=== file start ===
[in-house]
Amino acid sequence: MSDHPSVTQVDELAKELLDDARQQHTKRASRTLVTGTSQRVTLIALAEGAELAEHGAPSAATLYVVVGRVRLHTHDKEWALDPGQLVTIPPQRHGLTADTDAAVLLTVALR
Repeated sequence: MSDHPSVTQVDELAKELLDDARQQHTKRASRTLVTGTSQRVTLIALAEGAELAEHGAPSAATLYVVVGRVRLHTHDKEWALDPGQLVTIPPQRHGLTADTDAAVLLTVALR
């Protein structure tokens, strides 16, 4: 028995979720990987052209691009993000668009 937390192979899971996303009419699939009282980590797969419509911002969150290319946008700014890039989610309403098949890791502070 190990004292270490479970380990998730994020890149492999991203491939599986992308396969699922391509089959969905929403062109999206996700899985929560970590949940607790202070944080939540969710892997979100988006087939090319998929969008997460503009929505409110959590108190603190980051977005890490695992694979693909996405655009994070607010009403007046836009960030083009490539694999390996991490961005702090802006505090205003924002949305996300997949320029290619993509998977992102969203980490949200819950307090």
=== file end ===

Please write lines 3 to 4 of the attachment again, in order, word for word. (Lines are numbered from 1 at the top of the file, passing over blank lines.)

Repeated sequence: MSDHPSVTQVDELAKELLDDARQQHTKRASRTLVTGTSQRVTLIALAEGAELAEHGAPSAATLYVVVGRVRLHTHDKEWALDPGQLVTIPPQRHGLTADTDAAVLLTVALR
């Protein structure tokens, strides 16, 4: 028995979720990987052209691009993000668009 937390192979899971996303009419699939009282980590797969419509911002969150290319946008700014890039989610309403098949890791502070 190990004292270490479970380990998730994020890149492999991203491939599986992308396969699922391509089959969905929403062109999206996700899985929560970590949940607790202070944080939540969710892997979100988006087939090319998929969008997460503009929505409110959590108190603190980051977005890490695992694979693909996405655009994070607010009403007046836009960030083009490539694999390996991490961005702090802006505090205003924002949305996300997949320029290619993509998977992102969203980490949200819950307090």